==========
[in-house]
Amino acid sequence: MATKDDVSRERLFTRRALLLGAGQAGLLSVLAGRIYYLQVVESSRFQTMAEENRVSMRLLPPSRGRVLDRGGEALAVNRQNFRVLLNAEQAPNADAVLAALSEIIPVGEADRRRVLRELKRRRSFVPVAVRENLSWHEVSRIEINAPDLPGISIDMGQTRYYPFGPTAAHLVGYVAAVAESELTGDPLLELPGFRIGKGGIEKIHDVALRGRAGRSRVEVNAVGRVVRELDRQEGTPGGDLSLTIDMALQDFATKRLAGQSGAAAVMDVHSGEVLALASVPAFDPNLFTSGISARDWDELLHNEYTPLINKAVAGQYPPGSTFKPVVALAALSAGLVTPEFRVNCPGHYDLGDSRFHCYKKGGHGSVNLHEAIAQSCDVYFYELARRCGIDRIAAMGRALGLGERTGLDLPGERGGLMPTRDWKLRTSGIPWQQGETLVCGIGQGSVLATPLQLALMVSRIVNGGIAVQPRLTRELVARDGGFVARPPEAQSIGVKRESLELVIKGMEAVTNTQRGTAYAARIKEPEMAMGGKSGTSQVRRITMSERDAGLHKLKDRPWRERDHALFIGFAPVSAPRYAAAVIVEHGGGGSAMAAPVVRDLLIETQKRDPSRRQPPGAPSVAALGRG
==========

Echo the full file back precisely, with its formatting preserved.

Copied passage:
[in-house]
Amino acid sequence: MATKDDVSRERLFTRRALLLGAGQAGLLSVLAGRIYYLQVVESSRFQTMAEENRVSMRLLPPSRGRVLDRGGEALAVNRQNFRVLLNAEQAPNADAVLAALSEIIPVGEADRRRVLRELKRRRSFVPVAVRENLSWHEVSRIEINAPDLPGISIDMGQTRYYPFGPTAAHLVGYVAAVAESELTGDPLLELPGFRIGKGGIEKIHDVALRGRAGRSRVEVNAVGRVVRELDRQEGTPGGDLSLTIDMALQDFATKRLAGQSGAAAVMDVHSGEVLALASVPAFDPNLFTSGISARDWDELLHNEYTPLINKAVAGQYPPGSTFKPVVALAALSAGLVTPEFRVNCPGHYDLGDSRFHCYKKGGHGSVNLHEAIAQSCDVYFYELARRCGIDRIAAMGRALGLGERTGLDLPGERGGLMPTRDWKLRTSGIPWQQGETLVCGIGQGSVLATPLQLALMVSRIVNGGIAVQPRLTRELVARDGGFVARPPEAQSIGVKRESLELVIKGMEAVTNTQRGTAYAARIKEPEMAMGGKSGTSQVRRITMSERDAGLHKLKDRPWRERDHALFIGFAPVSAPRYAAAVIVEHGGGGSAMAAPVVRDLLIETQKRDPSRRQPPGAPSVAALGRG